Thursday, March 20, 2014

Uganda is a relatively small landlocked country in East Africa packed with incredibly beautiful, natural scenery. This is where you’ll find the true source of the Nile, the highest mountain range in Africa, and the largest concentration of primates on the planet. It’s the birthplace of Prossy, one of our waitresses, and home to a thriving informal trade in grasshoppers, which are popularly eaten as a favourite seasonal snack or meal.

Crispy grasshoppers are a popular treat throughout Uganda
Trapping grasshoppers

Historically, grasshoppers are foraged for in the long grass but nowadays “nsenene” or grasshopper catchers have devised a clever method for trapping them using aluminium sheets. The sheet’s lower end rests on large open barrels or buckets. The upper part of the sheeting leans against wooden frames, at the top of which dangle fluorescent lights to lure the nsenene. When the lights go on, the unsuspecting soon-to-be-snack flies towards the light, straight into the aluminium sheet and slides down into the barrel. Grashopper traps are fairly easy to assemble but, powered by electricity, it’s costly to run them and Uganda already has a power shortage.

Tastes like chicken

While they might appear unappetizing to the unaccustomed palate, these hoppers are high in protein. The taste has been likened to crispy chicken skin and they’re consumed hot or cold with a good glug of cold beer or soda.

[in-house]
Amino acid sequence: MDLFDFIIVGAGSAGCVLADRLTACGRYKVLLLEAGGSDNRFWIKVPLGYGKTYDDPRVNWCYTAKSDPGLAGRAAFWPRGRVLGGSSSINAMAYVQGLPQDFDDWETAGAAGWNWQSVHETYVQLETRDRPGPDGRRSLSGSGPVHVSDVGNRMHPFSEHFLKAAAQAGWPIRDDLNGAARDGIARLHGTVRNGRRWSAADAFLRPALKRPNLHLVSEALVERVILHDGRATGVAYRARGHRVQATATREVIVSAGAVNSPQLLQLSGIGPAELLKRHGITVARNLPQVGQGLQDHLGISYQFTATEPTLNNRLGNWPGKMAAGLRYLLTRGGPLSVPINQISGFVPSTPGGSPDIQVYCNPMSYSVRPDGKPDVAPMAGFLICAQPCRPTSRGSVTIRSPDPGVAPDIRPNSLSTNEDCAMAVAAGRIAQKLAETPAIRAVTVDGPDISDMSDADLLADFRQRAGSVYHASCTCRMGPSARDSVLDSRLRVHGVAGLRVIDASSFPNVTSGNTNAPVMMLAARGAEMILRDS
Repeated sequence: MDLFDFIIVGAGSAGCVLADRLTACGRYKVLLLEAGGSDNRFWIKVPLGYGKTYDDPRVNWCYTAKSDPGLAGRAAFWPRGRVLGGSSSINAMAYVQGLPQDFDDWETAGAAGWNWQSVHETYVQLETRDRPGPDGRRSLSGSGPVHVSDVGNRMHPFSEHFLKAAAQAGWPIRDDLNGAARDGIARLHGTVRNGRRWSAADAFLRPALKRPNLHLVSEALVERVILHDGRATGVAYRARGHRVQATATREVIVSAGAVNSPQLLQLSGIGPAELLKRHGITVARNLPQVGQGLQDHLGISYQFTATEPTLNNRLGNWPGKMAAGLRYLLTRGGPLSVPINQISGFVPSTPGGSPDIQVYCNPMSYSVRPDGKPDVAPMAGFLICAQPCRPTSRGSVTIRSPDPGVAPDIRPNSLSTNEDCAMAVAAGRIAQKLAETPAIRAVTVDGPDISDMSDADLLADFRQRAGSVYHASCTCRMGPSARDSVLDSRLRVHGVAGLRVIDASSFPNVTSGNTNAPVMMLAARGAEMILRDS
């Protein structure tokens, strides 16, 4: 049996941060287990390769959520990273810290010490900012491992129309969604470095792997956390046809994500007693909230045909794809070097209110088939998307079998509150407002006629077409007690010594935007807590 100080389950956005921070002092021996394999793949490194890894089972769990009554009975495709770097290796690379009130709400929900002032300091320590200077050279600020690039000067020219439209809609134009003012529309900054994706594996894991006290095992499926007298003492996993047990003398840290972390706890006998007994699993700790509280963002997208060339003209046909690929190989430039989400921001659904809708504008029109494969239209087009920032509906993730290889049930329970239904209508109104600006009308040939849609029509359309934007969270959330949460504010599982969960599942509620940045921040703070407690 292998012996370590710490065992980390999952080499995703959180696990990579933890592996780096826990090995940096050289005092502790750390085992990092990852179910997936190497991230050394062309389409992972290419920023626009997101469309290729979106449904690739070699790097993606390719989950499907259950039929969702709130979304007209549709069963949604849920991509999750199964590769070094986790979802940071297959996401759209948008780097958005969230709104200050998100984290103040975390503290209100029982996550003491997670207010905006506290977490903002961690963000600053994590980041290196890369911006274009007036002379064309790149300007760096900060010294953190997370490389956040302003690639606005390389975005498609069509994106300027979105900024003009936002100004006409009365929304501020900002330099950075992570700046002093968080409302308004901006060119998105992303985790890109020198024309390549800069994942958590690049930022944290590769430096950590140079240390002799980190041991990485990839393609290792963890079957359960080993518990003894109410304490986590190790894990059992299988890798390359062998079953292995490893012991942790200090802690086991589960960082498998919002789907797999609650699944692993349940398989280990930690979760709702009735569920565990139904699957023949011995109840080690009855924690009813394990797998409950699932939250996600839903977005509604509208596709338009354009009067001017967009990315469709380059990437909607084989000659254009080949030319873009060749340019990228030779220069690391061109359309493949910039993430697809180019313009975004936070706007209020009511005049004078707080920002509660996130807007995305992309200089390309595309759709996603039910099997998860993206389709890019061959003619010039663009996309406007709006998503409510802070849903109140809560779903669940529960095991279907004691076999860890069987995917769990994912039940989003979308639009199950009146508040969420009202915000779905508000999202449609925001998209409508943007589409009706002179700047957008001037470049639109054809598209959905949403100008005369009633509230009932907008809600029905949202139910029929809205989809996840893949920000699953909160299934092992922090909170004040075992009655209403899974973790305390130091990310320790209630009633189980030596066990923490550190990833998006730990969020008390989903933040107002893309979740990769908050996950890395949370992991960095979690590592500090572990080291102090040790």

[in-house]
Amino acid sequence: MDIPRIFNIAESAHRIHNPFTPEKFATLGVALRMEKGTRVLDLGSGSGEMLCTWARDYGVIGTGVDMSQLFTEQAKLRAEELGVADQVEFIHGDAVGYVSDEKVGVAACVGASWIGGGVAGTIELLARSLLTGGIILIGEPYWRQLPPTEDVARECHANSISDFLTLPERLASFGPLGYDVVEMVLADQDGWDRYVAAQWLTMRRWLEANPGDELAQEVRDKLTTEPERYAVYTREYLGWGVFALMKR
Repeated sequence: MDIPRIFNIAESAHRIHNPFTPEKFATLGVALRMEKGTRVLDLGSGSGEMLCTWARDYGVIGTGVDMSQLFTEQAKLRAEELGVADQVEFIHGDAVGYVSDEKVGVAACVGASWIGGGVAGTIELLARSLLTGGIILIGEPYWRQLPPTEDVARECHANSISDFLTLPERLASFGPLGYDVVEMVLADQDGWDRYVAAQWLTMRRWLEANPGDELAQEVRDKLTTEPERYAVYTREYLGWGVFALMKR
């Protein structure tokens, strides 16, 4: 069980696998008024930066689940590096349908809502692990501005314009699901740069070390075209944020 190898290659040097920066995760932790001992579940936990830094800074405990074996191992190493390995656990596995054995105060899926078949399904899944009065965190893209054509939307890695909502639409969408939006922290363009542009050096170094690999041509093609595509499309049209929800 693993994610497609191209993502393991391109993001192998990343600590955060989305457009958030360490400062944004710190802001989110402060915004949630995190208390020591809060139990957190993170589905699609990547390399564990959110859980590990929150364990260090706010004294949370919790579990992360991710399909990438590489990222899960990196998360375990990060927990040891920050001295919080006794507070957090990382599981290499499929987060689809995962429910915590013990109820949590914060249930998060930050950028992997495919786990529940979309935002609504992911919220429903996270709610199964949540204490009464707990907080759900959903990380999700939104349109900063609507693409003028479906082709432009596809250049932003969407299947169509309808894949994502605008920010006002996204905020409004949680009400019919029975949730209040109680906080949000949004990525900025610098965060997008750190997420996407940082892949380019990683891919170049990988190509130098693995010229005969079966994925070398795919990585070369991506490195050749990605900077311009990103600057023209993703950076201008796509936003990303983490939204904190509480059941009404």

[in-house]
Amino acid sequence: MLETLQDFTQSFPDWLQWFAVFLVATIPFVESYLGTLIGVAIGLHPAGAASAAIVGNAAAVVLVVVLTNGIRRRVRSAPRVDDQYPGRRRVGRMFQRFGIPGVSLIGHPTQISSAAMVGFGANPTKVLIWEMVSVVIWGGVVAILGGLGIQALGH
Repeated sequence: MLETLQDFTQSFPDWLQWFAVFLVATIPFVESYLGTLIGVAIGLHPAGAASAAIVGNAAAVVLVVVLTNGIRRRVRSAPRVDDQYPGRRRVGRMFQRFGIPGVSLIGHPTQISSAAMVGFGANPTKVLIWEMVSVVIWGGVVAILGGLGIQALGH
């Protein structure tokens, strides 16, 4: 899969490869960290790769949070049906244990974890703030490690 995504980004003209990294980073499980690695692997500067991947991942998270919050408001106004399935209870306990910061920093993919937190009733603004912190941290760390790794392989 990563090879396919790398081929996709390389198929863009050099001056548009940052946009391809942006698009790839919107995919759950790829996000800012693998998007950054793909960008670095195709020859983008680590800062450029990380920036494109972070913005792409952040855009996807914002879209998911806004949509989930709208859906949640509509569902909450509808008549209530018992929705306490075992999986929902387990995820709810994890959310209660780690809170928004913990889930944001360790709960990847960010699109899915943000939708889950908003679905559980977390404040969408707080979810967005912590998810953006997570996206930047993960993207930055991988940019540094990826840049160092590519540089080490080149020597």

Preparation and cooking

Prior to cooking “nsenene”, the legs, wings and antennae are removed and discarded and the remaining portion is deep fried or sautéed in onion, and sometimes tomato and chili. Some frying methods include adding a little oil but by most accounts the fatty abdomen provides sufficient oil for frying.

Our beloved Prossy hails from Uganda
Top global tourism destination

National Geographic ranked Uganda in its top 20 global destinations in 2013. Lonely Planet named Uganda best travel destination in 2012. Winston Churchill referred to Uganda as “The Pearl of Africa” in 1908. It’s quite possible, and even likely, that none of these accolades had anything to do with the consumption of these little crispies.



Post a Comment

Edible Gold © 2013 | 5D